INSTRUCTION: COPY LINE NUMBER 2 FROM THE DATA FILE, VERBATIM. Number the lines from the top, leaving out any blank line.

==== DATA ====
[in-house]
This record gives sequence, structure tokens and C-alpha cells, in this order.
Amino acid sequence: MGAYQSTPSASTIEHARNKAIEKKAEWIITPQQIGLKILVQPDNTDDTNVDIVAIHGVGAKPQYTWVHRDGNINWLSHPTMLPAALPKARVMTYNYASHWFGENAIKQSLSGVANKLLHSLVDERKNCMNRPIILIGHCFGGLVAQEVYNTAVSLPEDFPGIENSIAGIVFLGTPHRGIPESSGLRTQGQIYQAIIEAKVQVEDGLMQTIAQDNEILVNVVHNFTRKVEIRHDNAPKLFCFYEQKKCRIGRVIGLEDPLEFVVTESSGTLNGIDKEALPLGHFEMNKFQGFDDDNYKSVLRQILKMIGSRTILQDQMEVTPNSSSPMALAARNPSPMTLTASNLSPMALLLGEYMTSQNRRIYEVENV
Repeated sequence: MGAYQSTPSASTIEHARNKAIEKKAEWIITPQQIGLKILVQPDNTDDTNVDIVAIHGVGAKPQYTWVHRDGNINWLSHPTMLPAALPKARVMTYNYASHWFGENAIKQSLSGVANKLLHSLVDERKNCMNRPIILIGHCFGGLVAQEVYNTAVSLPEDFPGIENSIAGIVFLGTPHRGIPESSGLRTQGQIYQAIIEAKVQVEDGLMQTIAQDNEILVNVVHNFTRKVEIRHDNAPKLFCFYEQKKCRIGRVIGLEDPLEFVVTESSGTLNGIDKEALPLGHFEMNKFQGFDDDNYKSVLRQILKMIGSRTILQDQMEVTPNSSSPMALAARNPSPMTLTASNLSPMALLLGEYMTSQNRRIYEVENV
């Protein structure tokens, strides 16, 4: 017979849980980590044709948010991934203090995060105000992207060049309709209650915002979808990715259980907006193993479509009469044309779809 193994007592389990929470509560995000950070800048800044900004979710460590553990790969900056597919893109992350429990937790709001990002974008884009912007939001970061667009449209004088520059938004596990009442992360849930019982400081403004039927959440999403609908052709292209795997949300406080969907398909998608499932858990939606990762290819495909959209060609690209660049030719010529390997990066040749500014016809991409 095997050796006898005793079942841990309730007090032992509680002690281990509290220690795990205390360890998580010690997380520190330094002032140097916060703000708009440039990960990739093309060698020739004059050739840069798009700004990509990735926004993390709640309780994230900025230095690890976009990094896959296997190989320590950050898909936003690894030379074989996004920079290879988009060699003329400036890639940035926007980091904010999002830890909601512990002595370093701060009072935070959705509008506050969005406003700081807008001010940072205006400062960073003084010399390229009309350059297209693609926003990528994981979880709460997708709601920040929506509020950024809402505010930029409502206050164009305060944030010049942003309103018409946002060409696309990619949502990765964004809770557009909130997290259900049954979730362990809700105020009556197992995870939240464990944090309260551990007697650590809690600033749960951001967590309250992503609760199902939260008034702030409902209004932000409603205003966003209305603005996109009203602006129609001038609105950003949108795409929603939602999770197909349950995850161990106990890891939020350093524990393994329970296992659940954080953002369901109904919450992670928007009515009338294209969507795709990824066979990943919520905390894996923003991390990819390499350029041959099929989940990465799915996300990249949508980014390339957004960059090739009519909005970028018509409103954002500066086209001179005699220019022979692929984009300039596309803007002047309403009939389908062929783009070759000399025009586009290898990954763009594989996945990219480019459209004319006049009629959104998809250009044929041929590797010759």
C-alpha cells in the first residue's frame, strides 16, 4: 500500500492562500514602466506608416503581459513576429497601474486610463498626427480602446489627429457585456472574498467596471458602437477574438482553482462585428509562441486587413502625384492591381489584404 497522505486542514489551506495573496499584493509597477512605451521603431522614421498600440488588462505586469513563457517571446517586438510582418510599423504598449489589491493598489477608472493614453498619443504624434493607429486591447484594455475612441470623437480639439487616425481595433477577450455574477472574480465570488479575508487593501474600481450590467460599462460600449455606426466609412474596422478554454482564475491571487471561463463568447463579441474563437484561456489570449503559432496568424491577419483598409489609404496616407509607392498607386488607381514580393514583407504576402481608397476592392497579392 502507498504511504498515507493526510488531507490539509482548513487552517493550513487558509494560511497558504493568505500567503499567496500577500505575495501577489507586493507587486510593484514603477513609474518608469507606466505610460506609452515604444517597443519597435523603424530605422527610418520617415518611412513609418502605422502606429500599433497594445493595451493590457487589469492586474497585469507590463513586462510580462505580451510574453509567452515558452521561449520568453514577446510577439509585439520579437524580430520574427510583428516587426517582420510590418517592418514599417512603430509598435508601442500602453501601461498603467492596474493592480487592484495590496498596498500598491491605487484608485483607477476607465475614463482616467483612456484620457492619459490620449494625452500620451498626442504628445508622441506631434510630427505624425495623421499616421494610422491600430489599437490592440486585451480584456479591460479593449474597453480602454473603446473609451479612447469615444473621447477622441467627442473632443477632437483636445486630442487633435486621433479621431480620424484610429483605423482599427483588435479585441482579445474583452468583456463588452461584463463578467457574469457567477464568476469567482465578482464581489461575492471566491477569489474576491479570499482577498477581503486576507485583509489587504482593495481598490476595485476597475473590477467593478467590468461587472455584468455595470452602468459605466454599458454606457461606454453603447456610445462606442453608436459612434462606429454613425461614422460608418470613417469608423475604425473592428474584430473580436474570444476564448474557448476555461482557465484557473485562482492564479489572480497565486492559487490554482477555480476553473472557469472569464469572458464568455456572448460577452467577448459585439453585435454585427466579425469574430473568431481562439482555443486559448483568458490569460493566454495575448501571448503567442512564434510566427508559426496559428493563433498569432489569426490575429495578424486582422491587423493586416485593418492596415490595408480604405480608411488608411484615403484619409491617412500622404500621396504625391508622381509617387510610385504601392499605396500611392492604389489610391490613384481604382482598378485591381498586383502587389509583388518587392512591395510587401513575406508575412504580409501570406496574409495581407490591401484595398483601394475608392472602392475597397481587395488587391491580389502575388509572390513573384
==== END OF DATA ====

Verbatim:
This record gives sequence, structure tokens and C-alpha cells, in this order.